It's been a tough winter on the commercial real estate industry, especially as it pertains to retail shopping centers. No matter the weather, customers still need to visit shopping centers to pick up necessities and complete their weekly shopping trips. That means the walkways must be cleared, parking lots plowed and salted, and stores need to be clean. This creates stress on retailers and asset managers as they keep any eye out for roof leaks, clean constantly and deal with delivery/parking headaches associated with all this snow. Despite these challenges, shopping center traffic remains busy and leasing interest is strong. Dealmakers are putting up a good fight and staying focused amongst all the weather distractions. One would think high snow banks and inclement weather would keep prospects indoors but inquiries just keep coming in. That's why I say, stay focused, better times lay ahead, especially when we get rid of all this snow.
As a result of many factors, we can expect retail real estate to continue its upward trend this spring. The economy continues to improve, jobs are being added, and gasoline prices have fallen and stabilized in the low to mid $2/gallon which is freeing up extra consumer cash. Retailers and restaurants are working hard to pick up those extra dollars that have suddenly appeared in consumers pockets. Sometimes, the best way to do this is through expansion and opening new units. We've seen some interesting changes in the retail landscape since the fall with Dollar Tree winning the bid to acquire Family Dollar and Radio Shack filing for bankruptcy. Both of these noteworthy events will have an impact on real estate in the Northern NE market this spring. The upcoming International Council of Shopping Center's (ICSC) Global Retail Real Estate Convention held in Las Vegas this May will be a strong indication of the times that lay ahead for the year. Typically the better the retail real estate market, the more attendees - last year drew over 34,000 attendees.
Personally, I am hopeful that 2015 is the year we see some of these "chronic" vacancies get leased up. I am referring to those spaces that have been sitting empty for 3+ years. It seems we have a fair amount of these in Northern NE as specific centers are just being overlooked by expanding businesses. Perhaps retailers will come to terms with their first choice real estate not being available and say, "okay, we'll go with an inferior location and upgrade when something better comes available." Then what happens once these spaces get leased up? Demand for new development? That would certainly be exciting and would be helpful for some of our clients with very specific site selection criteria. I think we can expect developers to plan carefully as a project being planned in 2015 may not actually open for several years. With technology and the way the retail landscape is changing it is important for developers to plan ahead and make sure that their planned retail projects will still be relevant in a couple years.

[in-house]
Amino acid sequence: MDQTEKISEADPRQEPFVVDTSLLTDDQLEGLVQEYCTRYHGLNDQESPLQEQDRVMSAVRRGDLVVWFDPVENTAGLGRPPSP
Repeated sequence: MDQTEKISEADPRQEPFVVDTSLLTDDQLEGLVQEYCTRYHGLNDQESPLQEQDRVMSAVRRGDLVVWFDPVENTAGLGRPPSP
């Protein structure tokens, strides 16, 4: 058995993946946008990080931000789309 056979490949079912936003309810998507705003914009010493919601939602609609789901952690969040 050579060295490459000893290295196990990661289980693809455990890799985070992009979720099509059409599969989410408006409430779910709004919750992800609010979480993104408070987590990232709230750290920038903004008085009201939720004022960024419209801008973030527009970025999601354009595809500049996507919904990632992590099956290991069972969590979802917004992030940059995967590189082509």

Demand is strong for very well located retail spaces which has been mostly leased up over the past couple years. Smart retailers, restaurants and their brokers are busy watching trends that could lead to downsizing of certain retailers or even closure so they can be in the right position to strike when something is announced. A good example is Radio Shack who just recently announced its long anticipated bankruptcy. Now, what does that means for retail landlords and those retailers and restaurants scouring for prime space? Essentially Radio Shack is auctioning off about 1,800 leases for spaces that it no longer wants to occupy. We'll see what the end result is of the process is; my guess is that maybe a quarter to a third of the actual leases will be purchased with the remainder of the spaces returned to Landlords so they can hire their brokers and put the spaces on the market for lease. That is a lot of 1800-3000 s/f retail spaces.
So, we'll see what happens over the next few weeks and months when the winter weather thaws and things start to return to normal. I think we can I expect national, regional and local businesses and entrepreneurs alike to hit the ground running this spring seeking spaces and opening more locations.
Chris McMahon is a retail real estate broker with Summit Realty Partners, Lexington, Mass.